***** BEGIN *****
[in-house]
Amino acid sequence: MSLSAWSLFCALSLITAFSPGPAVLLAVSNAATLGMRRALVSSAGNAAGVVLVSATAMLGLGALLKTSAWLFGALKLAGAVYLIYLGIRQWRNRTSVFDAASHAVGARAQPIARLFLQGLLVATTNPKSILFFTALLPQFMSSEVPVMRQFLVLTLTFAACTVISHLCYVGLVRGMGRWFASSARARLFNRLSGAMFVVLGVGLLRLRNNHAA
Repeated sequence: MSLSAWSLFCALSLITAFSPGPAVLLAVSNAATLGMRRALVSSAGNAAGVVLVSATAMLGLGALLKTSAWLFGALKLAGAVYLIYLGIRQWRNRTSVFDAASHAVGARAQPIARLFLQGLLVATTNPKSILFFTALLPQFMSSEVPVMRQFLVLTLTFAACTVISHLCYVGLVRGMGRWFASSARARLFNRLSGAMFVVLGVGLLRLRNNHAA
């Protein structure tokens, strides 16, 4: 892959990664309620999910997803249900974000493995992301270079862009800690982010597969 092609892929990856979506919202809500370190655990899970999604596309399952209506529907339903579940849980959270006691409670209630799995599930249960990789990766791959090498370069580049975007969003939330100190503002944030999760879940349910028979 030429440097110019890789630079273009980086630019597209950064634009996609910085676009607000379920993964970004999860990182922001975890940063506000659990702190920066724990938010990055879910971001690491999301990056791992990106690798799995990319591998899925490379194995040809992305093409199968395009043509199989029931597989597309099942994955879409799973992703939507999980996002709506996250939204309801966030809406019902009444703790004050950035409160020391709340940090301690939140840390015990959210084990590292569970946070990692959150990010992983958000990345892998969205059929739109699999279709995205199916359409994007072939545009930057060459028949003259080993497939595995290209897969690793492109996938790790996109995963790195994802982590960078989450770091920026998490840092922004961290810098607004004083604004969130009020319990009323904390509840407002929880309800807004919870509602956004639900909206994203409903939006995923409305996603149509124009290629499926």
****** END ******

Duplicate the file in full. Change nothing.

[in-house]
Amino acid sequence: MSLSAWSLFCALSLITAFSPGPAVLLAVSNAATLGMRRALVSSAGNAAGVVLVSATAMLGLGALLKTSAWLFGALKLAGAVYLIYLGIRQWRNRTSVFDAASHAVGARAQPIARLFLQGLLVATTNPKSILFFTALLPQFMSSEVPVMRQFLVLTLTFAACTVISHLCYVGLVRGMGRWFASSARARLFNRLSGAMFVVLGVGLLRLRNNHAA
Repeated sequence: MSLSAWSLFCALSLITAFSPGPAVLLAVSNAATLGMRRALVSSAGNAAGVVLVSATAMLGLGALLKTSAWLFGALKLAGAVYLIYLGIRQWRNRTSVFDAASHAVGARAQPIARLFLQGLLVATTNPKSILFFTALLPQFMSSEVPVMRQFLVLTLTFAACTVISHLCYVGLVRGMGRWFASSARARLFNRLSGAMFVVLGVGLLRLRNNHAA
């Protein structure tokens, strides 16, 4: 892959990664309620999910997803249900974000493995992301270079862009800690982010597969 092609892929990856979506919202809500370190655990899970999604596309399952209506529907339903579940849980959270006691409670209630799995599930249960990789990766791959090498370069580049975007969003939330100190503002944030999760879940349910028979 030429440097110019890789630079273009980086630019597209950064634009996609910085676009607000379920993964970004999860990182922001975890940063506000659990702190920066724990938010990055879910971001690491999301990056791992990106690798799995990319591998899925490379194995040809992305093409199968395009043509199989029931597989597309099942994955879409799973992703939507999980996002709506996250939204309801966030809406019902009444703790004050950035409160020391709340940090301690939140840390015990959210084990590292569970946070990692959150990010992983958000990345892998969205059929739109699999279709995205199916359409994007072939545009930057060459028949003259080993497939595995290209897969690793492109996938790790996109995963790195994802982590960078989450770091920026998490840092922004961290810098607004004083604004969130009020319990009323904390509840407002929880309800807004919870509602956004639900909206994203409903939006995923409305996603149509124009290629499926």